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recovered on 24 April and Carmarthen two days later. Gruffydd ab Llywelyn (d. 1244) [q. v.] then encountered him near Kidwelly, and though the issue was doubtful the Welsh had to retreat through lack of provisions. After this the king and archbishop arranged a truce, and summoned Marshal to meet them at Ludlow. But their attempt to make peace failed, and the war broke out again. Llywelyn was aided openly by Marshal's Irish enemy Hugh de Lacy, earl of Ulster [q. v.], and less openly by Falkes de Breauté, against whom Marshal had for some time had serious cause of complaint (ib. i. 4, 175). Marshal on his side was supported by many English nobles. He again fought with Gruffydd at Carnwallon, according to the Welsh authorities, with doubtful success; but the English account makes Marshal defeat the Welsh at this time with great slaughter. Certainly Llywelyn had in the end to make terms, and leave Marshal in possession of the lands and castles which he had recovered.

In the spring of 1224 Hugh de Lacy recommenced his warfare in Ireland. The king's representatives could make no head against him, and so on 2 May Marshal was appointed justiciar of Ireland with full power to take into the king's peace all but Hugh de Lacy and the other prominent rebels (Sweetman, i. 1185-7). Marshal landed at Waterford on 19 June, and proceeding to Dublin was invested as justiciar. He then besieged William de Lacy in Trim Castle, and sent his cousin William Grace or Le Gras against Hugh de Lacy at Carrickfergus. Trim Castle and William de Lacy's crannog of O'Reilly were both captured about the end of July (ib. i. 1203-4; Shirley, i. 500-2). After Marshal had compelled Hugh, king of Connaught, and the other Irish chiefs to lend him their aid, Hugh de Lacy was compelled to make terms, and surrendered in October. The earl himself went back to England for a time in November (Sweetman, i. 1224), but he must have soon gone back to Ireland, where he remained as justiciar till 22 June 1226, when he surrendered his office to the king at Winchester (ib. i. 1380). It was not long, however, before he was again in Ireland, not altogether with the king's goodwill, and he soon appeared in opposition to the new justiciar, Geoffrey de Marisco [q. v.] (ib. i. 1440, 1443). Marshal was still in Ireland in the following spring, when he gave his protection to Hugh of Connaught at Dublin (Four Masters, iii. 243). But in May he returned to England, and on the 21st was with the king at Westminster (Sweetman, i. 1518). He seems to have spent most of the next three years in England (ib. 1680, 1789, 1812), and was high in Henry's favour. Still in 1227 he supported Richard of Cornwall in his demand for justice against the king. On 30 April 1230 Marshal accompanied Henry on his expedition into Brittany, and when the king returned the earl was one of those who were left behind with Randulph Blundevill, earl of Chester [q. v.], and took part in the raids into Normandy and Anjou. Marshal came home in February 1231. A month later he gave his sister Isabella in marriage to Richard of Cornwall, but died within a few days after the wedding on 6 April 1231. At a later time Hubert de Burgh was accused of having had him poisoned (Matt. Paris, iii. 223). Marshal was buried by his father in the Temple on 15 April. One of the recumbent effigies still preserved there is supposed to be his; it is engraved in Gough's ‘Sepulchral Monuments’ (i. 24), but is there described as his father's.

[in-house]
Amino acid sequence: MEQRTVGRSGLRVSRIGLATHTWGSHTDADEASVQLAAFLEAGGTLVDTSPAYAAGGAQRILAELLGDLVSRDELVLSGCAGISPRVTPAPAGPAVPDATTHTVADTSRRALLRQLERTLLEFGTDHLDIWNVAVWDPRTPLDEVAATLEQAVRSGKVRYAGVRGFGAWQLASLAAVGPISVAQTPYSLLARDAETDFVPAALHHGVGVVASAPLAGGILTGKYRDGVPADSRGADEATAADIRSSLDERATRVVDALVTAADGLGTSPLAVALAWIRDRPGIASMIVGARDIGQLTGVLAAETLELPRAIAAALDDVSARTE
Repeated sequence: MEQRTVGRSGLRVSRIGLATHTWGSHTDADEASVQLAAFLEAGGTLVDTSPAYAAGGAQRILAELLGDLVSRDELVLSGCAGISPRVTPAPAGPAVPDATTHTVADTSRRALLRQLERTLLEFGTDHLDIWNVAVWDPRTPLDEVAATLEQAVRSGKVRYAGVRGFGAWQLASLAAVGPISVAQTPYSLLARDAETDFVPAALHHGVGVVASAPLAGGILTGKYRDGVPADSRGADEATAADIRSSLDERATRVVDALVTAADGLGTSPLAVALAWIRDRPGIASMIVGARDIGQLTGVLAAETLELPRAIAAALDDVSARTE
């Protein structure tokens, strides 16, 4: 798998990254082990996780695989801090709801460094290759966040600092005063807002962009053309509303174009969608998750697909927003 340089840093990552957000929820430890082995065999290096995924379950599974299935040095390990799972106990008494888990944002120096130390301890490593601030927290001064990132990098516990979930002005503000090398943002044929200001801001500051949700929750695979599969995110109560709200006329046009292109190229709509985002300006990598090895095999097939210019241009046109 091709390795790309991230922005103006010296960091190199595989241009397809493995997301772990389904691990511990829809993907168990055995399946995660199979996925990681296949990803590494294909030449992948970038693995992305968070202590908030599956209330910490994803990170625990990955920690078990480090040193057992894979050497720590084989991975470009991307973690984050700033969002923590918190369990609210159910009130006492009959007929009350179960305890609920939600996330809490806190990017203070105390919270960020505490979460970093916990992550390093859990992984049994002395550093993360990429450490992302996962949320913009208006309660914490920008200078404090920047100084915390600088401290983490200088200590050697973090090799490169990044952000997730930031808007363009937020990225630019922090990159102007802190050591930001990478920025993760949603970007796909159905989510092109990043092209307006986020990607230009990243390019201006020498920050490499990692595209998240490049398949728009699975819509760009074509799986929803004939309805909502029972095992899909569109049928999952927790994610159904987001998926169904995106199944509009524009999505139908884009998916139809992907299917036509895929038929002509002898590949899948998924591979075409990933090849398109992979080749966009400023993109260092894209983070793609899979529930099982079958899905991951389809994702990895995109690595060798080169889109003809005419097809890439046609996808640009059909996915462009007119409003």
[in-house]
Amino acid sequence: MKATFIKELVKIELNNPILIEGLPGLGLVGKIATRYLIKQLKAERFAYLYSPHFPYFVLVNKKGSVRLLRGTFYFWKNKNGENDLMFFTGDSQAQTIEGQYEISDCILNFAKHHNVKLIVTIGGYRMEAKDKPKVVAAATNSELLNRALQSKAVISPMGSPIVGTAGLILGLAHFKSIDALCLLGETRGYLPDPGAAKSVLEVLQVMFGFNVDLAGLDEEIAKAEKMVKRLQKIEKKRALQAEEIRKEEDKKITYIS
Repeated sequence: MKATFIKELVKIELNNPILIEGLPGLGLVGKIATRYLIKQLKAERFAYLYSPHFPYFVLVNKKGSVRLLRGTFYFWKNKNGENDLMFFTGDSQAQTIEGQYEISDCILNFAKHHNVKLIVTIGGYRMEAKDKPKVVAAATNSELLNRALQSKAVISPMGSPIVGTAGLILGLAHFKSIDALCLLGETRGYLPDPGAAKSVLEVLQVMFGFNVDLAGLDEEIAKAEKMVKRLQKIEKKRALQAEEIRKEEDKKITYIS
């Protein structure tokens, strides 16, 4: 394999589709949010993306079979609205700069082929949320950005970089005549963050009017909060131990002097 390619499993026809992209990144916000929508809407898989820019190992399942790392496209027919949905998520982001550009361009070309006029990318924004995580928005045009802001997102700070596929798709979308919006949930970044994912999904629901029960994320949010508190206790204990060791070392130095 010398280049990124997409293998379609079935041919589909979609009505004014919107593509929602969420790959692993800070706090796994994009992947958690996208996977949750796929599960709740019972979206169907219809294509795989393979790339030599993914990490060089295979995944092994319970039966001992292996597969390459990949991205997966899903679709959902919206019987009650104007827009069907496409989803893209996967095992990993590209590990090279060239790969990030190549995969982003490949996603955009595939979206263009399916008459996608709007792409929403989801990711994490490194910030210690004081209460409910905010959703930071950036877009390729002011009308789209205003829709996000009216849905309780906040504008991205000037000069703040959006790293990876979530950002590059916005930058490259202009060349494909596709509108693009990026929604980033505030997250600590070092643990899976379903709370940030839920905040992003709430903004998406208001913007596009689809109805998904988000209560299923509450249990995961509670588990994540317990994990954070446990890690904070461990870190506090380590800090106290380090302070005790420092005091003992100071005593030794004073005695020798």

Marshal was a brave and successful soldier, but had no opportunity of showing how far he inherited also his father's statesmanlike qualities. The author of the ‘Histoire’ calls him simply ‘chivaliers beals & buens’ (l. 14882). Matthew Paris says that Henry III had a peculiar affection for him, and in his grief for the earl's death exclaimed: ‘Alas! is not the blood of the blessed Thomas the Martyr yet avenged?’ (iii. 201). The Waverley annalist has the following distich:

  Militis istius mortem dolet Anglia, ridet
    Wallia, viventis bella minasque timens.

Marshal had married his second wife Eleanor on 23 April 1224. Even at his death she was only a girl of sixteen, and though it was at first pretended she was pregnant, Marshal left no children. His widow took the veil, but eventually became the wife of Simon de Montfort [q. v.]

[Roger of Wendover, Matthew Paris, Annales Monastici, Annales Cambriæ, Brut y Tywysogion, Shirley's Royal and Historical Letters of the Reign of Henry III, Annals of Loch Cé (all these are in the Rolls Series); Histoire de Guillaume le Maréchal and Histoire des Ducs de Normandie (Soc. de l'Hist. de France); Calendars of Charter, Close, and Patent Rolls; Sweetman's Calendar of Documents relating to Ireland, vol. i.; Dugdale's Baronage, i. 602–3; Stokes's Ireland and the Anglo-Norman Church.]

C. L. K.

MARSHALL, CHARLES (1637–1698), quaker, was born at Bristol in June 1637. He was religiously brought up, but owing to spiritual doubts joined as a youth a company which met once a week for fasting and prayer. To one of these meetings in 1654 came John Audland and John Camm [q. v.], who had been convinced by Fox. Marshall